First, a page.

The beautiful off-the-cuff rendition of the old ballad Silver Dagger was the final punch of a strange evening. I had stood there for about an hour, before she came on, feeling intensely out of place, drinking arrack and beer, and smoking to keep my hands occupied.
I listened to the people at the mike, laughed with some, and laughed at others, wondering why. I didn’t disagree with their words, just with them. There was something slick about it all, like a revolution with no plan. Like a silver dagger. I wanted to give in to the anger then, the Spartan shield I’d used for many years, shake my head and walk away. But I couldn’t. I didn’t think they were wrong. But they didn’t understand, and frankly, neither did I. Maybe that was why someone suggested I should take the mike and say something on behalf of MR, and another that I should read out a bit of the constitution. It pissed me off, but I laughed it away. Fuck ’em. They were Sri Lankan, but they weren’t Sri Lanka. And again, just like me.
It reminded me once more that I was still an outsider, that I’d stepped out of this world for a short time, years ago, and somehow, my spot had filled in again while I was away, like footprints in the surf, and I couldn’t get back in. I was born here, in this city, like most of them. I spoke Sinhalese better than a lot of them, and English better than many of them. I liked music, and pretended I understood art. Just like them. I wanted change in my country, just like they did. But I wasn’t them, and I wasn’t sure I wanted to be again.
There have often been moments like this in the past years, though less frequent now, and sometimes I forget. And then I remember where I went eighteen years ago. It would have been cool to say that that had been my world, but it hadn’t been. They hadn’t really been my band of brothers, and they’d wondered what I was doing out there in the jungle, with them. And like at Barefoot, I’d had no answer. I was born in this country, like all of them. I was Sinhalese-educated, and so were they. I loved this country, and so did they, though we didn’t know why. I was young, and like many of them, fighting was in my blood. But they’d agreed with the people at Barefoot — at least on this — it wasn’t my war.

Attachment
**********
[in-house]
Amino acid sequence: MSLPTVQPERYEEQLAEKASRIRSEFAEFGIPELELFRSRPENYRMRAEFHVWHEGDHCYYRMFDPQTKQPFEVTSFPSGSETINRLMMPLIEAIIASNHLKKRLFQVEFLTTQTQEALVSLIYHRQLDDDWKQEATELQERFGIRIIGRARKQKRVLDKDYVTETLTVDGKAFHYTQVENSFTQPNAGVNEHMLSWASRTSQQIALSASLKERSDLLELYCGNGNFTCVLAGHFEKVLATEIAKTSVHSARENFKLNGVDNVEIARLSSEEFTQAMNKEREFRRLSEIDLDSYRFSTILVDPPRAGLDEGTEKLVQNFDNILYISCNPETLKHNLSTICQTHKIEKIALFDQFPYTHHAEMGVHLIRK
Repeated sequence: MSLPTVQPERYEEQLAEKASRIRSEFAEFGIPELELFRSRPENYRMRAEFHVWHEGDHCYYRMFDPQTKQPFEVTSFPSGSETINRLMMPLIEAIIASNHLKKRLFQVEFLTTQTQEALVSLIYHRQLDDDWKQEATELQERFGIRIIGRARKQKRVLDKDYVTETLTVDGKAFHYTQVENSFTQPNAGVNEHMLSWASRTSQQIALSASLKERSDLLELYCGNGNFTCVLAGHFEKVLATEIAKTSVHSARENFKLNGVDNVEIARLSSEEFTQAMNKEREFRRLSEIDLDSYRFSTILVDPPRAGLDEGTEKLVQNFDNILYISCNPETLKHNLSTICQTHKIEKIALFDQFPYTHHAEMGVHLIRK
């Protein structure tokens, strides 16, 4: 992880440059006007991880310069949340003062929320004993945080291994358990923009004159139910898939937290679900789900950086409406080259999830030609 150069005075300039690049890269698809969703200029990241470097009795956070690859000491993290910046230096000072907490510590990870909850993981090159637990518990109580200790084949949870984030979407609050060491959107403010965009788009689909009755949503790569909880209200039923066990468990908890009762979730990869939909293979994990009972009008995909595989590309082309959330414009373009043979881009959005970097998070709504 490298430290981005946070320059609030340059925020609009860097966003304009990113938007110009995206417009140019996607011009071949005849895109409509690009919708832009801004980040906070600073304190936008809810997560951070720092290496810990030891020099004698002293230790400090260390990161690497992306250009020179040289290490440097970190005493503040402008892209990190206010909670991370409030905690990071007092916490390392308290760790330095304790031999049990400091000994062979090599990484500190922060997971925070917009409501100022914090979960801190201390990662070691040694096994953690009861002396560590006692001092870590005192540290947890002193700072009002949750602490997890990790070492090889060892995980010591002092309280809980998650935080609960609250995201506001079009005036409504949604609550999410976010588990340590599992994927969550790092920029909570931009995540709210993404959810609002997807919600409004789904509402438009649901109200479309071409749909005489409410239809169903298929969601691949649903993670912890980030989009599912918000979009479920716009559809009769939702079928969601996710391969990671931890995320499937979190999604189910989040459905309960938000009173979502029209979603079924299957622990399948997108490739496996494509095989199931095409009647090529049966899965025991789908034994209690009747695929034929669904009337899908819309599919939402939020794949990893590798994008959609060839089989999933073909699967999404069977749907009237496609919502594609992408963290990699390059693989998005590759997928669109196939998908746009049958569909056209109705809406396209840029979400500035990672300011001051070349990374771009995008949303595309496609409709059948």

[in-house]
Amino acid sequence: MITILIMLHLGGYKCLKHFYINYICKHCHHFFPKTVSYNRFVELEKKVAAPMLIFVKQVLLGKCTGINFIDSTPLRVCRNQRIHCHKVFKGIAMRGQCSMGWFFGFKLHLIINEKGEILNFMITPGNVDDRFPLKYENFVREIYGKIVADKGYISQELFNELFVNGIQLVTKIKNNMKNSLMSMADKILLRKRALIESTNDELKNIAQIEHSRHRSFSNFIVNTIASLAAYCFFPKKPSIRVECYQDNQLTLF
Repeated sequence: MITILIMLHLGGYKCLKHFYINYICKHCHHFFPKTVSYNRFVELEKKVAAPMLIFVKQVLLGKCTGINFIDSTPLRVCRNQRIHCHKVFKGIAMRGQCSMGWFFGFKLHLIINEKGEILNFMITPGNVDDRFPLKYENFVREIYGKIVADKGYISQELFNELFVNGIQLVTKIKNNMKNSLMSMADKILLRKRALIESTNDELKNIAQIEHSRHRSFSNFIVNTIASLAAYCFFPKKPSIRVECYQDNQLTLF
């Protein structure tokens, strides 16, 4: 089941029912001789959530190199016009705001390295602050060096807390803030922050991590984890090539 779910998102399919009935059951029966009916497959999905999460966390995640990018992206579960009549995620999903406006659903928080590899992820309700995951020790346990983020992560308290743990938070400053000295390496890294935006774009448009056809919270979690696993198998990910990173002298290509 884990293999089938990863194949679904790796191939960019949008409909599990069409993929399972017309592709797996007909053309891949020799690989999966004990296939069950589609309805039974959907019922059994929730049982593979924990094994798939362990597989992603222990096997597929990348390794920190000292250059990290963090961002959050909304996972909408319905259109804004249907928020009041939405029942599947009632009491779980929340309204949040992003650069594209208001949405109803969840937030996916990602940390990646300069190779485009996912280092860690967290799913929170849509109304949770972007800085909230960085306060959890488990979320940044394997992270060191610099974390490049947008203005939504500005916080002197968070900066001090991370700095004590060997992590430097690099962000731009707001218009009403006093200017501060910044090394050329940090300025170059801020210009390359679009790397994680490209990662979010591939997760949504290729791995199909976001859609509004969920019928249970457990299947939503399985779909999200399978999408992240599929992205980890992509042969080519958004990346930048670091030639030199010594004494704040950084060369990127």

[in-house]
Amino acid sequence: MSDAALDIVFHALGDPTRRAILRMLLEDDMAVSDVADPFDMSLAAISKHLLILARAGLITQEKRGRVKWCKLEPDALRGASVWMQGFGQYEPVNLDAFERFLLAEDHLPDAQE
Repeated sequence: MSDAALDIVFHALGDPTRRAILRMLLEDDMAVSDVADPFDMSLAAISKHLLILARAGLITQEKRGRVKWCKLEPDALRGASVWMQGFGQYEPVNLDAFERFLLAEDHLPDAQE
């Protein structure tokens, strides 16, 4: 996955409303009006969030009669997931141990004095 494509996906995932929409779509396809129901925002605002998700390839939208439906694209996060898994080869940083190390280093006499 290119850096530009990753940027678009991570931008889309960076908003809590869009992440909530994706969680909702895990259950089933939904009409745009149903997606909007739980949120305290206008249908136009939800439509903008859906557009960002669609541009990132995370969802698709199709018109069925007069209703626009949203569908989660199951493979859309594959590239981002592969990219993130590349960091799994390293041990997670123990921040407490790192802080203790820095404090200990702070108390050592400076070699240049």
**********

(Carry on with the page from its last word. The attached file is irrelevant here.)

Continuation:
But it was. And it is. But how do I explain something I don’t even understand myself?
And then Hania Mariam started to sing Silver Dagger, and I sipped my beer and drifted back over the last year. The lyrics seemed to accuse me of so many things. The song is about fear, and as I watched her sing, I felt that fear. I watched her lips and eyes, the light on her polished dark skin, willing her to look up at me. But she didn’t, and the song faded. Under the fear, I felt a hunger for something I can’t put a name to.
I left my empty Carlsberg on the bar and walked out as she started to sing Sarah McLachlan’s Angel. I know that song by heart, and there’s a line in it that will tell me that it’s endlessness I fear. I don’t want to hear that, and I quicken my pace.